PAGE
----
Paying dues as a small business owner, ship holds, longshoremen labor disputes, and the importance of documentation and delegation.

I've always told people that until a child comes along, being a small business owner trying to make it doing boutique manufacturing here in the US has got to be one of the most educational and humbling experiences  I will have.  So let's take a look at some of the reasons why I have not quit my day job, and some of the challenges we've been overcoming in the last few weeks.

Ship Hold.

After multiple delays, we've started shipping Kossel Pros.  Unfortunately, we are not out of the woods.  While we've asked for, and received, and qualified assemblies with incredibly detailed documentation and a rigid first article inspection (FAI) process, we found an unacceptable amount of error in our final kitted printers.  

Now the printers do work well, and the feedback so far from everyone who had been able to get their hands on one, had been very positive.  (Here's a photo stream from one of our early bird backers, and here's another forum member who received printer 001 showing off his prints).  The bad news is that virtually every kit that we've shipped in the past week seemed to have errors, and we've spent many times the dollar amount shipping replacement parts to backers than what these parts are actually worth.  So we made the decision last week to stop shipping kits and perform a 100% inspection on all our inventory, as well as to disassemble all our kitted kits for 100% inspection.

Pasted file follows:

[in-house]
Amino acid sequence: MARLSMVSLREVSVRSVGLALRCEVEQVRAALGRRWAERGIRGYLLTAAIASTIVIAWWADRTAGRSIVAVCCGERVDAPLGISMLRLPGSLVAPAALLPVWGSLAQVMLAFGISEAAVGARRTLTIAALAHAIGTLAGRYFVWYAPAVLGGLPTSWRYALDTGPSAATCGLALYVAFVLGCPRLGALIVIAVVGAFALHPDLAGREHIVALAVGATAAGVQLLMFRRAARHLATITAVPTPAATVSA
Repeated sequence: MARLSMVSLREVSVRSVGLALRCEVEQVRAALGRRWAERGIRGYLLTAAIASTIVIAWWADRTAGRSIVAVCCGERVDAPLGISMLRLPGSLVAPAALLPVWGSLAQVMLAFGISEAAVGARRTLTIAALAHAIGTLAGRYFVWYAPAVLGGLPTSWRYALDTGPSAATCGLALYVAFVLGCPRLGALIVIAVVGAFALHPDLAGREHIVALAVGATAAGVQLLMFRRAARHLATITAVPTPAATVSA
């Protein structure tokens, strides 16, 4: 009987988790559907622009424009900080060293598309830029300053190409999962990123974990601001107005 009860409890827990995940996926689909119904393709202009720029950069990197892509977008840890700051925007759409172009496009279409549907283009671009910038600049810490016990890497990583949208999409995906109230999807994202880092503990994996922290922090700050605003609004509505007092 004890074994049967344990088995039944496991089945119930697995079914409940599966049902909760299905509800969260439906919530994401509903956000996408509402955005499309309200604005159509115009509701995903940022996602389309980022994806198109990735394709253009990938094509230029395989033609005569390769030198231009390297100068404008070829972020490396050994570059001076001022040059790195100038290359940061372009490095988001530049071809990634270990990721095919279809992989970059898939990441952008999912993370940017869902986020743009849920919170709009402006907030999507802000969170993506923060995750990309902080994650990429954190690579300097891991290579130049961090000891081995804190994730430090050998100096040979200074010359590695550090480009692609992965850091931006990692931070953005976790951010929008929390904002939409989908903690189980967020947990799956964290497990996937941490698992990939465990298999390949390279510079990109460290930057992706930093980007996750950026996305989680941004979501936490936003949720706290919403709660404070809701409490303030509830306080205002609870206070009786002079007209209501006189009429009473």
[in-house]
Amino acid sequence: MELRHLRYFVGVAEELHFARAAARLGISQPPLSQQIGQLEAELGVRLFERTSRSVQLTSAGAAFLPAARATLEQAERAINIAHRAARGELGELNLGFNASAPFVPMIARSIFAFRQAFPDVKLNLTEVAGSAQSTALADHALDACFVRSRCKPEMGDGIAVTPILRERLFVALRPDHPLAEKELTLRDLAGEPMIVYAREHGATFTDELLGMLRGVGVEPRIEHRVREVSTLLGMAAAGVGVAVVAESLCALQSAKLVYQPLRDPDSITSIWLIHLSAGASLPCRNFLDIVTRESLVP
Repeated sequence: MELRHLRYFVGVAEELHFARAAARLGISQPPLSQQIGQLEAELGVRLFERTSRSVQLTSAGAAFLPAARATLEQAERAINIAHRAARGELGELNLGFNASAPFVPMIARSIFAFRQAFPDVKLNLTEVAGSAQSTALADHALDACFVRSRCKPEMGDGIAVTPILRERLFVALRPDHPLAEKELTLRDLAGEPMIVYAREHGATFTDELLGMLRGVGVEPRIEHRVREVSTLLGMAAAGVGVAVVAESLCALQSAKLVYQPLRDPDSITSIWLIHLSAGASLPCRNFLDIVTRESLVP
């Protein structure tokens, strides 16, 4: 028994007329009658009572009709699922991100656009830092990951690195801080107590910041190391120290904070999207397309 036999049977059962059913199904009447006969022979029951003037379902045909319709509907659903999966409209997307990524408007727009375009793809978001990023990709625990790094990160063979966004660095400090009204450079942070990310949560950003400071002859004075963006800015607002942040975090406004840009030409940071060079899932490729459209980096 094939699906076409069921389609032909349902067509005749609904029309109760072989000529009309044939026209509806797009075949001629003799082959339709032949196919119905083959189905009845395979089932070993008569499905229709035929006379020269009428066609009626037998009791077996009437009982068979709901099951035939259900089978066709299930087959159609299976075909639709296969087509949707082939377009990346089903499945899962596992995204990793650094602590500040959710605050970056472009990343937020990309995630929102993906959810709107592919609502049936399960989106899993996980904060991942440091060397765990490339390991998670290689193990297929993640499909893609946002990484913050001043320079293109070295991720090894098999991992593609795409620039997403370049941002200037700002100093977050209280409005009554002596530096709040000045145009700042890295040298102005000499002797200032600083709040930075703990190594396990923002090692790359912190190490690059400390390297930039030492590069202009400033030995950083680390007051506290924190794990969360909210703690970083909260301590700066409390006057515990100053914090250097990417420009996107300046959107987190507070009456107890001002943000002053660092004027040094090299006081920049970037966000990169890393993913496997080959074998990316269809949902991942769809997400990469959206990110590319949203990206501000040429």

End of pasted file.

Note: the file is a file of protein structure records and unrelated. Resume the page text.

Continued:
What we found was that some kits were ok.  Some kits, about 10% error.  (For comparison, we expect from our overseas contract manufacturers a 98% yield, on a mature product, and we expect 100% of the failures to be caught by end-of-line testing, so that no bad product makes it into the hands of the consumer.  Higher volume manufacturers should have even higher yield percentages).  On our ball joints though, the failure rate was over 90% mistake.  (Wrong screws packaged with the kits).  Compounding the issue is that the Kossel Pro is a kit of kits; about 13 kits make up the Kossel Pro HBP, and a single error in one of the 13 kits is the difference between a happy customer and a frustrated one.  

Earlier today, myself, my lovely wife Rachel, and Mike spent the entire day recounting screws, plastic parts and bearings: